Wage and Hour Division Cracks Down on Employee Misclassification
Wage and Hour Division Cracks Down on Employee Misclassification

Wage and Hour Division Cracks Down on Employee Misclassification

The Department of Labor’s Wage and Hour Division (WHD) has been increasing their enforcement efforts against employers who improperly classify employees as exempt from the minimum wage and overtime pay requirements of the Fair Labor Standards Act.

Kryger Class Co was required to pay more than $107,000 in back wages when their night delivery drivers were wrongly classified as exempt from overtime pay. Kryger had been paying them fixed salaries each week regardless of hours worked.

As many employers who have had run-ins with the WHD have found out, paying an employee a fixed salary does not necessarily make him or her exempt from overtime. Exemption is based on three main factors: salary level, salary basis and job duties.

1. Salary level
For most employees, the minimum salary required for exemption is $455 a week. For example, if the employee is paid biweekly, his paycheck should be at least $910.

2. Salary basis
Employees can be exempt (paid on a salary basis) if the following factors are true:

* Must regularly receive a predetermined amount of compensation each pay period (can be weekly or less frequent)
* Compensation cannot be reduced because of variations in the quantity or quality of the work performed
* Must be paid the full salary for any day/week in which the employee performs any work
* Need not be paid for any day/week when no work is performed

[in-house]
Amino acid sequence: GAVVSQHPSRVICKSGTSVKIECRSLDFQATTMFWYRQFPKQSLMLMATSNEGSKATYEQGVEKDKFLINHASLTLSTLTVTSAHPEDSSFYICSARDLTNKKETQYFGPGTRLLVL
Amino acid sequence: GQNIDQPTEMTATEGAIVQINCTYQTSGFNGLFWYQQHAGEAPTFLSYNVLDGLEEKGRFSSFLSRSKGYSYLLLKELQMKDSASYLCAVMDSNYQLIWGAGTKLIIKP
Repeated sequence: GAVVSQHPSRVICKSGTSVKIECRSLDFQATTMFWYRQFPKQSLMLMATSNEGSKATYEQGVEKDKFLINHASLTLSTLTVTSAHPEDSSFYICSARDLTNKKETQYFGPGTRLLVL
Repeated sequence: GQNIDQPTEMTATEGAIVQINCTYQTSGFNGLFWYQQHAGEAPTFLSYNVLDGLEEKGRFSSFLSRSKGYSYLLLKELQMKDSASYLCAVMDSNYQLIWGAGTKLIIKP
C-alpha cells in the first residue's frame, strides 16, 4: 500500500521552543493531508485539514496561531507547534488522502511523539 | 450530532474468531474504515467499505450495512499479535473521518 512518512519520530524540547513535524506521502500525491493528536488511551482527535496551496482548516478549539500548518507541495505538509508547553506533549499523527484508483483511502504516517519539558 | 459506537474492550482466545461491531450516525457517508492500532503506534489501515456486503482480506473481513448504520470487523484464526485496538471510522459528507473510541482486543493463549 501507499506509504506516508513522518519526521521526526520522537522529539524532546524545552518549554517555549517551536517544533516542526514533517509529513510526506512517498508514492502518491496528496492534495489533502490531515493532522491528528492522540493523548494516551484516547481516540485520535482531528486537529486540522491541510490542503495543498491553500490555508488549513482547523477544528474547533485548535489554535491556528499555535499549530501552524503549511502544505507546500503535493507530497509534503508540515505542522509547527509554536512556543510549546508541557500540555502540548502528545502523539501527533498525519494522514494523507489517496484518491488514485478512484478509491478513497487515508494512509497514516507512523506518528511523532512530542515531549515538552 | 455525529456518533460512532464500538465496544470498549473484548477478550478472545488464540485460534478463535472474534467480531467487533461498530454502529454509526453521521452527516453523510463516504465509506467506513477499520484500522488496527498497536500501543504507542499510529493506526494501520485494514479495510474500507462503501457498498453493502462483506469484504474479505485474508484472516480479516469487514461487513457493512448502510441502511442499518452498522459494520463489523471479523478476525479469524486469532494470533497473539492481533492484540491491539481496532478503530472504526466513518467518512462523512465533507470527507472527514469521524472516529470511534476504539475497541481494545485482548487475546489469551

If deductions are taken when the employer or the operating requirements of the business cause the worker to be absent, the employee can no longer be classified as exempt. Also, if the employee is willing, ready and able to work, the employer cannot make deductions for time when work is not available. There are exceptions to this rule, but making improper deductions from an employee’s salary could result in losing the exemption status. However, if the improper deductions are isolated or accidental, you can avoid losing the exemption by reimbursing the employee.

3. Job duties
Certain professions are typically exempt because of their job duties. Some common exempt professions include:

* Executives, including 20% owners
* Management or general business operations professionals
* Administrative professionals
* Outside sales professionals
* Lawyers
* Teachers
* Accountants
* Pharmacists
* Engineers
* Actuaries
* Chefs
* Certified athletic trainers
* Insurance claims adjusters

For more information on exemptions related to job duties and professions, visit the WHD website.

As many companies have learned the hard way, improperly classifying employees as exempt can lead to serious fines from the WHD. Make sure you understand the rules and keep your company in compliance. Paycor’s HR Support Center gives you access to a knowledgebase of HR tips, alerts, checklists and templates to help you reduce your risk of non-compliance. In addition, an upgrade to HR On Demand lets you call or email HR professionals who can guide you and answer your specific questions. Get in touch with us to learn more.

Source: Department of Labor Wage and Hour Division

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